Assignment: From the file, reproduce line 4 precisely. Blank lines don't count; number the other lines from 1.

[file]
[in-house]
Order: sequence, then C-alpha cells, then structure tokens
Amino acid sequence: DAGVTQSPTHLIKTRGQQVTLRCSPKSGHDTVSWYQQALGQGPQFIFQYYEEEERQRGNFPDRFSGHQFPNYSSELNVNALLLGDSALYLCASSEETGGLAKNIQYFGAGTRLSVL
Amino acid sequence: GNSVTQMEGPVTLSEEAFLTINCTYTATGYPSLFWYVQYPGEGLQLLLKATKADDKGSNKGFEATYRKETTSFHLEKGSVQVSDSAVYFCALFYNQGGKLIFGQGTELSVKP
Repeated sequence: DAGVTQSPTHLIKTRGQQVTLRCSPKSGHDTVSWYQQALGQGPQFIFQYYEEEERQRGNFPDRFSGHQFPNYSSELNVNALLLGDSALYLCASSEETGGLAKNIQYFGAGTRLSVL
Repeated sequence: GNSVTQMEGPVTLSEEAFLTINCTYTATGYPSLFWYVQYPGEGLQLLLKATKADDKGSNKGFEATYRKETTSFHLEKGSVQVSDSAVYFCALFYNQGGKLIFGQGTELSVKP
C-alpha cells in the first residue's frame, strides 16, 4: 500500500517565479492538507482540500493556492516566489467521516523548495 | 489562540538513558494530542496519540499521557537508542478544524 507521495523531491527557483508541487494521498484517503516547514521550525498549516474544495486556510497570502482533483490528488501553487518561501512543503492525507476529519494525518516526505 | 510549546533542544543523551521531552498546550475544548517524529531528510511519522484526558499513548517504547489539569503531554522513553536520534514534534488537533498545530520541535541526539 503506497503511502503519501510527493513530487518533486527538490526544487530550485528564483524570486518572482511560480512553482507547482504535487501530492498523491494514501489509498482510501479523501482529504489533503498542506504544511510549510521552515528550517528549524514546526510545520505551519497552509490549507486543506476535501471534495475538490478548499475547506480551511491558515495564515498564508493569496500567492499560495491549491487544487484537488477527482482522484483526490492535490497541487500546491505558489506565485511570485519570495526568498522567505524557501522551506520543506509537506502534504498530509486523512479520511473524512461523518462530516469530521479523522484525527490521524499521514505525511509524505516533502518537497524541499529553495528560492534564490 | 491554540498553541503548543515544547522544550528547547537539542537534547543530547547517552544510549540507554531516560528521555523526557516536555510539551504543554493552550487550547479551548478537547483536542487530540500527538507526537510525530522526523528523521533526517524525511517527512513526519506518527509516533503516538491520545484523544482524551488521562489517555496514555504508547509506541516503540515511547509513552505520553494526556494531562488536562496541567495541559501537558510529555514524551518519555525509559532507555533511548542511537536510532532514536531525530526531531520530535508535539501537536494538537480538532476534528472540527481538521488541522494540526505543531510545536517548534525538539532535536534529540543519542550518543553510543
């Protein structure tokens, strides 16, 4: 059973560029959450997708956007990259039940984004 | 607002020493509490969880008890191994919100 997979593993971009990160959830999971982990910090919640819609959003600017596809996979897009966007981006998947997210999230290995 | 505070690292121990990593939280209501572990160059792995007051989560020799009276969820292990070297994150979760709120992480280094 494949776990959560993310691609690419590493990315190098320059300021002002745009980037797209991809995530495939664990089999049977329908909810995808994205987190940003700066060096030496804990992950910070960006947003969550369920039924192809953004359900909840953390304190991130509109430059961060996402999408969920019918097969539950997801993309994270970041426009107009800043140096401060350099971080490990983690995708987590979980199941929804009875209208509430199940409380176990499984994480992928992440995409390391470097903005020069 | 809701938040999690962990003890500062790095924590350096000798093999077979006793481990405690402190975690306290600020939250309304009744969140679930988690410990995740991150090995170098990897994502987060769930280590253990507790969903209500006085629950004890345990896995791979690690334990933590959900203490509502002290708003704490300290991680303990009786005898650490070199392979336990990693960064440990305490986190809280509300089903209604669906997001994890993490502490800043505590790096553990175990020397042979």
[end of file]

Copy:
Amino acid sequence: GNSVTQMEGPVTLSEEAFLTINCTYTATGYPSLFWYVQYPGEGLQLLLKATKADDKGSNKGFEATYRKETTSFHLEKGSVQVSDSAVYFCALFYNQGGKLIFGQGTELSVKP